Pew Report: The Internet and Campaign 2010
In the 2010 election cycle, some 54% of adults used the Internet for political purposes, far exceeding the 2006 midterm digital usage rate of 31%.
The Pew Research Center’s report detailing election season participation, “The Internet and Campaign 2010” (PDF), surveyed adult online engagement with the campaign. Many Americans saw both positive and negative dimensions in this growing political world; many said that the Internet made it easier to engage with others who have similar political views but also helped promote increased political extremism.
The report’s findings include:
- 73% of adult Internet users (or 54% of all U.S. adults) went online to get news or information about the 2010 midterm elections, or to get involved in the campaign in one way or another.
- Three-quarters (77%) of those engaged used a wireless connection through their cell phone or laptop for accessing the Web.
- Of those who used Internet for political engagement, 49% voted for Republican candidates and 35% for Democratic candidates in 2010.
- 28% used the Internet to “fact check” claims made during the campaign.
- One in five adults (22%) who were online used Twitter or a social networking site for political purposes in 2010.
- 54% of online adults said the Internet makes it easier to connect with those that share their views.
- 55% believe the Internet bolsters the power of those with extreme political views, compared with 30% who say that the Internet diminishes the influence of extreme views by giving citizens a voice.
Despite the clear advantages of the Internet for access to information, the report concludes that, generally, Americans “feel that the Internet opens people to a wider range of viewpoints, although many find it difficult to separate good political information from bad.”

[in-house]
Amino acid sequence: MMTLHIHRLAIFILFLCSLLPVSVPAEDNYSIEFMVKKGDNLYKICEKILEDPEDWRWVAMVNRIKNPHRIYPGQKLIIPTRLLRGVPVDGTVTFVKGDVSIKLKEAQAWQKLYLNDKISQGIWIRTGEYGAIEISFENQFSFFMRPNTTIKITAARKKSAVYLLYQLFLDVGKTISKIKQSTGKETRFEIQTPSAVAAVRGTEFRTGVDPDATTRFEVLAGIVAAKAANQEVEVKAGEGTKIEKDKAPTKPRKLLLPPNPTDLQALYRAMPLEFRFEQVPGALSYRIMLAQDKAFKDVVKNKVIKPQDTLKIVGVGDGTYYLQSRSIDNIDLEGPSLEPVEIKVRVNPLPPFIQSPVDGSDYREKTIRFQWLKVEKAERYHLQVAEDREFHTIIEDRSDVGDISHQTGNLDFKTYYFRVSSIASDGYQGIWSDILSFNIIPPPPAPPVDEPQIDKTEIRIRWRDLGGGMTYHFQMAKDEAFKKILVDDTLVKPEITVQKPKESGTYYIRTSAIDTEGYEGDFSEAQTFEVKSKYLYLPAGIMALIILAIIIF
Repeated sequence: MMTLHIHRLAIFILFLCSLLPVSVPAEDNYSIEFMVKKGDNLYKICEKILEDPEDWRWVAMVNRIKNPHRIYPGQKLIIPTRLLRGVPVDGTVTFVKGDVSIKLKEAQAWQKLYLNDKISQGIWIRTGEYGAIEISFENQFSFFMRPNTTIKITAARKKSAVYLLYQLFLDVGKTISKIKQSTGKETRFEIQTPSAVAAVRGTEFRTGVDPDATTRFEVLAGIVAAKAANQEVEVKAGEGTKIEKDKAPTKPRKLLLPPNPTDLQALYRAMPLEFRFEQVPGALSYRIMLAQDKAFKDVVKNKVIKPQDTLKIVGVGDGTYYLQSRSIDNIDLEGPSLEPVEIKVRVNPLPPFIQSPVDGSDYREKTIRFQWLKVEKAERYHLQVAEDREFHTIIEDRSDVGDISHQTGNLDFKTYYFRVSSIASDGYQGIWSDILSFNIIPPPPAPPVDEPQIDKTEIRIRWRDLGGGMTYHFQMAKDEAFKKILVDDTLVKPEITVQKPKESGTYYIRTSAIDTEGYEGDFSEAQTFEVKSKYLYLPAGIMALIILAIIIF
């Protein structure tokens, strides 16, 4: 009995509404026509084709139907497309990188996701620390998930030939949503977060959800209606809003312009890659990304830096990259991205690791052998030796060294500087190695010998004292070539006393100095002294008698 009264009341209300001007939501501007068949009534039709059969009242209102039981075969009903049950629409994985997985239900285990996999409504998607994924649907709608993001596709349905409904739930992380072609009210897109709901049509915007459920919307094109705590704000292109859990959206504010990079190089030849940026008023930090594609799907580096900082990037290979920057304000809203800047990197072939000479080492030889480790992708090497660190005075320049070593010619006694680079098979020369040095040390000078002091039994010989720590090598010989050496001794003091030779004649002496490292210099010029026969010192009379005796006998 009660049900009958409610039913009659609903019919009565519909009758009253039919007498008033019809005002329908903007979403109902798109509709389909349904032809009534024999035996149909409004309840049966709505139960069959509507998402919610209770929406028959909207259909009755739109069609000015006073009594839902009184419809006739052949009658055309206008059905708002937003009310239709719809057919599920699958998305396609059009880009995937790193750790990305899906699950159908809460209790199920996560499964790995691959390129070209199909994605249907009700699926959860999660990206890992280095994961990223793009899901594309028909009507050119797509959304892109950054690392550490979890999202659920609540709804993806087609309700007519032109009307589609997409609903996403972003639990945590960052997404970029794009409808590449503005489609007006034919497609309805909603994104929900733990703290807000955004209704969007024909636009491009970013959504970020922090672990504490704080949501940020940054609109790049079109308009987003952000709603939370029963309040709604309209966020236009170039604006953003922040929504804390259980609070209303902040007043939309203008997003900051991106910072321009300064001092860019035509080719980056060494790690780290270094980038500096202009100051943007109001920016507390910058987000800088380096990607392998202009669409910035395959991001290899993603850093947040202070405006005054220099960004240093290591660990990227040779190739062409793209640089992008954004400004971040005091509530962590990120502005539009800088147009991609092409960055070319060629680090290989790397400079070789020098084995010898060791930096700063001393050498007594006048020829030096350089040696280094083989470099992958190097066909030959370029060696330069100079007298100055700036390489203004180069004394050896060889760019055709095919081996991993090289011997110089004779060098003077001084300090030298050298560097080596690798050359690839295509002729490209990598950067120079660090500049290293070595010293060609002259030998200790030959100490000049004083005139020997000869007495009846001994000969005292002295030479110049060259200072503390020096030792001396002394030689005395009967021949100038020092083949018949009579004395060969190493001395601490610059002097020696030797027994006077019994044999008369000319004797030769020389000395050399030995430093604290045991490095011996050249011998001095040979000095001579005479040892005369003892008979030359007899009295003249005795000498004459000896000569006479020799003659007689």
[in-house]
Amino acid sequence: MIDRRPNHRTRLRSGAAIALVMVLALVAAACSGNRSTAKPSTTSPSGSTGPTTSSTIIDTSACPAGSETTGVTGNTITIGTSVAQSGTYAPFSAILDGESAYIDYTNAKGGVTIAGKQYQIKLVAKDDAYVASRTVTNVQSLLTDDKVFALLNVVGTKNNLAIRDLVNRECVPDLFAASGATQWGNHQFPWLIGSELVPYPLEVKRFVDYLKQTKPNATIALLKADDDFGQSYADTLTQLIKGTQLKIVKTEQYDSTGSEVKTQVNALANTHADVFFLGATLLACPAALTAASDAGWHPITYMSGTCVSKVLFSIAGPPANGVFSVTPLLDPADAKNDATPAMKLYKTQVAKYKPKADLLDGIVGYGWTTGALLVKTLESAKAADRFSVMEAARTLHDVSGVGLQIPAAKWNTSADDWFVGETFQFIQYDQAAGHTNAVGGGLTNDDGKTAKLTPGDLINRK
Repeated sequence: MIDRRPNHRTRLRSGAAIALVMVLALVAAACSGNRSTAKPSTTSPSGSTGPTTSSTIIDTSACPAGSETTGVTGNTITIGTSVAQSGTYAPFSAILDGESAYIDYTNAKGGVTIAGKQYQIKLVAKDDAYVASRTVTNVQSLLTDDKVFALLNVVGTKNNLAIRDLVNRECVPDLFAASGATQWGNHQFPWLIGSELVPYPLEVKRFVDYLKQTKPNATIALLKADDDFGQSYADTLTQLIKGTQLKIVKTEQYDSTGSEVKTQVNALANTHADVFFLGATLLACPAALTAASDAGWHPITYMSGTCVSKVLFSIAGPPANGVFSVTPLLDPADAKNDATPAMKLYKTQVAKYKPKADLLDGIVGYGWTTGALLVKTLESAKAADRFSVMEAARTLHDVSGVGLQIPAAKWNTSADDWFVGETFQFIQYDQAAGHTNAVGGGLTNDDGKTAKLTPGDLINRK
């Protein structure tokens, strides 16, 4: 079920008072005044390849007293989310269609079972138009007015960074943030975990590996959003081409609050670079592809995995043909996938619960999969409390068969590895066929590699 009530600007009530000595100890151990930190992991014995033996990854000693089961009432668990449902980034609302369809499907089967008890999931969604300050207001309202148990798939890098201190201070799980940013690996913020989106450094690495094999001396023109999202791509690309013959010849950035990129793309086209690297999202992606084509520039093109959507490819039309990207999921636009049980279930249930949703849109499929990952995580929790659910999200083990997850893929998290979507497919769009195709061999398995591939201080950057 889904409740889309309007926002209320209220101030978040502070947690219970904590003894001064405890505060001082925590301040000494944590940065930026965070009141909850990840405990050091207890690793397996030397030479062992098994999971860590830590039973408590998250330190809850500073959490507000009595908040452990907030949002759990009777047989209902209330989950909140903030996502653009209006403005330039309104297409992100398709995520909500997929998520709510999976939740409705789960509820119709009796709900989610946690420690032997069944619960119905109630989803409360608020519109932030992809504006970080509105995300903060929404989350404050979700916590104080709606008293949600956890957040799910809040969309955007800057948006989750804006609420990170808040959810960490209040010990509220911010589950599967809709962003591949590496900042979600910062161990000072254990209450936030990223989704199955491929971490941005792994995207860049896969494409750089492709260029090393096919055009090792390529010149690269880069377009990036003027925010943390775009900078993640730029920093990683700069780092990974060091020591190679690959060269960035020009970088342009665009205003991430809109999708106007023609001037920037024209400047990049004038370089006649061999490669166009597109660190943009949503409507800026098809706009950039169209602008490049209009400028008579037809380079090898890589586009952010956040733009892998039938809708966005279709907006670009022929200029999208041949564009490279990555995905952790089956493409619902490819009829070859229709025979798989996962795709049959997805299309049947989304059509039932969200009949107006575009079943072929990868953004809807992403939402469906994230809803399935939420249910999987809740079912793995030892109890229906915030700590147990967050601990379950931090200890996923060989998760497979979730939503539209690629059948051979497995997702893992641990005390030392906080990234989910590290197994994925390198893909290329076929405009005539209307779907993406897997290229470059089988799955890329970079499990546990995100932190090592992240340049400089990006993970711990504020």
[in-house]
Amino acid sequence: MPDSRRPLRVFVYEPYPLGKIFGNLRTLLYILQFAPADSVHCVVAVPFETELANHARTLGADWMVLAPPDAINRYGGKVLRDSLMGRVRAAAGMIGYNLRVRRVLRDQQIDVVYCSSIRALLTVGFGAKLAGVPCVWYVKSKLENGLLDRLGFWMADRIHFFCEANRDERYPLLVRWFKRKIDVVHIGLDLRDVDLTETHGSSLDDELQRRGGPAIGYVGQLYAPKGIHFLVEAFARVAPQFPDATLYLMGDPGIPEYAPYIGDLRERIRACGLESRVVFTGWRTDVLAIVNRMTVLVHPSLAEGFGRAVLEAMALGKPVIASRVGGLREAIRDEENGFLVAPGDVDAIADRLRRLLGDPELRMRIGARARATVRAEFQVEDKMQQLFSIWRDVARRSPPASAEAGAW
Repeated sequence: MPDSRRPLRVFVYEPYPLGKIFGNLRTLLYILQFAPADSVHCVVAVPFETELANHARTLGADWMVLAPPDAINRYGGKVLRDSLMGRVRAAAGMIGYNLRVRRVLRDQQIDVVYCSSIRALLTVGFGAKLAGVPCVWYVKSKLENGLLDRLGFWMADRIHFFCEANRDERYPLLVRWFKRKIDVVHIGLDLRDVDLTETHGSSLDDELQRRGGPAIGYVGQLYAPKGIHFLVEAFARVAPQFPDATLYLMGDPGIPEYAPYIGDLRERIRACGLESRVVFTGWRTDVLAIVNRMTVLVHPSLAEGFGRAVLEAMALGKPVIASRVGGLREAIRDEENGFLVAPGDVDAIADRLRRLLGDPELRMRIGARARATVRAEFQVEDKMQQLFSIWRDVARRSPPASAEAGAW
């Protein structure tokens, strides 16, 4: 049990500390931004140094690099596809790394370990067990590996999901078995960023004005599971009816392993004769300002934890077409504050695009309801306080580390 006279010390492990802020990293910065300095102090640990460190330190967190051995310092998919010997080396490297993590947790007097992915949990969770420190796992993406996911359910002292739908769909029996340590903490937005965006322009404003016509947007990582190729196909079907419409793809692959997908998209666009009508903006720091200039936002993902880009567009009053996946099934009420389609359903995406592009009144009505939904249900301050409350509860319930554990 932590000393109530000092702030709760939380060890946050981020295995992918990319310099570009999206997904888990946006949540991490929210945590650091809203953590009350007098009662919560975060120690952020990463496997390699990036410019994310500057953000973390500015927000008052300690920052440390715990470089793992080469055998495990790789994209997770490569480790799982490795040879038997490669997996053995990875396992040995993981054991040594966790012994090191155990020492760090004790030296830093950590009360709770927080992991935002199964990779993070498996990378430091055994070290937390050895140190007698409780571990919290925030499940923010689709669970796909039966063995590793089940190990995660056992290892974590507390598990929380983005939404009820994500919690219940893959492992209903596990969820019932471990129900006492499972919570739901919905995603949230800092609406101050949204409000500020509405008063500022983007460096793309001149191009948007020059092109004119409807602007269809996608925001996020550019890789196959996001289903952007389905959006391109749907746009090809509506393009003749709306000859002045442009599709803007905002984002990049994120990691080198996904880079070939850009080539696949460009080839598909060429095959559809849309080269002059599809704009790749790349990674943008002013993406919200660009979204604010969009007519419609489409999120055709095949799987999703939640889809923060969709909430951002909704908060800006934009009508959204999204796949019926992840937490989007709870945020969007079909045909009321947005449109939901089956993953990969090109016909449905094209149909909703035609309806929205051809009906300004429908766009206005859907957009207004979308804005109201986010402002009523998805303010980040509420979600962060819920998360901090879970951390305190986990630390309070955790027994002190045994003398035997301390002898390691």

Tags: elections, Internet, presidential primary, Twitter, news, campaigns and media, social media, mobile tech
Note to instructor: The suggested assignments are designed for flexibility. They can be used in whole or part and can be adapted to a particular task -- for example, the newswriting assignments could be applied to the writing of the headline, the lead, the nut graph or the full story. Material from the assignments could also be combined with other material, for example, in the writing of a background, feature or local-angle story.
Read the Pew Research Center study "The Internet and Campaign 2010" (PDF).
- Summarize the study in fewer than 40 words.
- Express the study's key term(s) in language a lay audience can understand.
- Evaluate the study's limitations. (For example: Do the results conflict with those of other reliable studies? Are there weaknesses in the study's data or research design?)
Read the issue-related Star-Tribune article "In 2012, a New World for Online Campaigning."
- If you were to rewrite the article based on knowledge of the study, what key changes would you make?
- Write a lead (or headline or nut graph) based on the study.
- Spend 60 minutes exploring the issue by accessing sources of information other than the study. Write a lead (or headline or nut graph) based on the study but informed by the new information. Does the new information significantly change what one would write based on the study alone?
- Interview two sources with a stake in or knowledge of the issue. Be prepared to provide them with a short summary of the study in order to get their response to it. Write a 400-word article about the study incorporating material from the interviews.
- Spend additional time exploring the issue and then write a 1,200-word background article, focusing on major aspects of the issue.